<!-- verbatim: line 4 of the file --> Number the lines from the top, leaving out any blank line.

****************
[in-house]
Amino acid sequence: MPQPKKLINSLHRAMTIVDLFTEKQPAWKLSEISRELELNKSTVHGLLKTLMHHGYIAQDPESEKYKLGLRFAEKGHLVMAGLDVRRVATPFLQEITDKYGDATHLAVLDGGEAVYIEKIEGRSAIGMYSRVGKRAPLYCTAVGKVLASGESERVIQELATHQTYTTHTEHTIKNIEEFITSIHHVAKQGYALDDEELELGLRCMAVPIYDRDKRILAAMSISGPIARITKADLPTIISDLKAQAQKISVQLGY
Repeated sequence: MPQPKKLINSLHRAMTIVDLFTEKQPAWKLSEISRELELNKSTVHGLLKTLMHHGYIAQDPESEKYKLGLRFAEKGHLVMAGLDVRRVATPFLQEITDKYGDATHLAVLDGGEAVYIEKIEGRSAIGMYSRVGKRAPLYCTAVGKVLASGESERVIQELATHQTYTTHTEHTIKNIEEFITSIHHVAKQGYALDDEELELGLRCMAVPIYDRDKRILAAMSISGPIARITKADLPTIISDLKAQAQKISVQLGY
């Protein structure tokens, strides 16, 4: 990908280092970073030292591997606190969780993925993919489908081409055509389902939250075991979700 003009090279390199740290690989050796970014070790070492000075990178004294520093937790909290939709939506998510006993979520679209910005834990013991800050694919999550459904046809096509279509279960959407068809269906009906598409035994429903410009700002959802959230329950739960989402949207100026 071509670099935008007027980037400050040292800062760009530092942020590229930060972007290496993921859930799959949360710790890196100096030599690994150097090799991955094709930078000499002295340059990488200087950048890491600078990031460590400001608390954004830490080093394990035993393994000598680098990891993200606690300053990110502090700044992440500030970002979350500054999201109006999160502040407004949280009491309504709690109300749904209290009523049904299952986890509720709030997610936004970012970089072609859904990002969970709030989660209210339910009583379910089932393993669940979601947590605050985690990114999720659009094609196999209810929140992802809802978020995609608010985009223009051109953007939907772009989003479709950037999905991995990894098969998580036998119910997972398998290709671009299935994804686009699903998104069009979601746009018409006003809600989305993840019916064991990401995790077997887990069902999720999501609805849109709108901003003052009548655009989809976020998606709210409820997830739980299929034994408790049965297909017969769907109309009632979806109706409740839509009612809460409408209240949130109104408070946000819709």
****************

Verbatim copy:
């Protein structure tokens, strides 16, 4: 990908280092970073030292591997606190969780993925993919489908081409055509389902939250075991979700 003009090279390199740290690989050796970014070790070492000075990178004294520093937790909290939709939506998510006993979520679209910005834990013991800050694919999550459904046809096509279509279960959407068809269906009906598409035994429903410009700002959802959230329950739960989402949207100026 071509670099935008007027980037400050040292800062760009530092942020590229930060972007290496993921859930799959949360710790890196100096030599690994150097090799991955094709930078000499002295340059990488200087950048890491600078990031460590400001608390954004830490080093394990035993393994000598680098990891993200606690300053990110502090700044992440500030970002979350500054999201109006999160502040407004949280009491309504709690109300749904209290009523049904299952986890509720709030997610936004970012970089072609859904990002969970709030989660209210339910009583379910089932393993669940979601947590605050985690990114999720659009094609196999209810929140992802809802978020995609608010985009223009051109953007939907772009989003479709950037999905991995990894098969998580036998119910997972398998290709671009299935994804686009699903998104069009979601746009018409006003809600989305993840019916064991990401995790077997887990069902999720999501609805849109709108901003003052009548655009989809976020998606709210409820997830739980299929034994408790049965297909017969769907109309009632979806109706409740839509009612809460409408209240949130109104408070946000819709």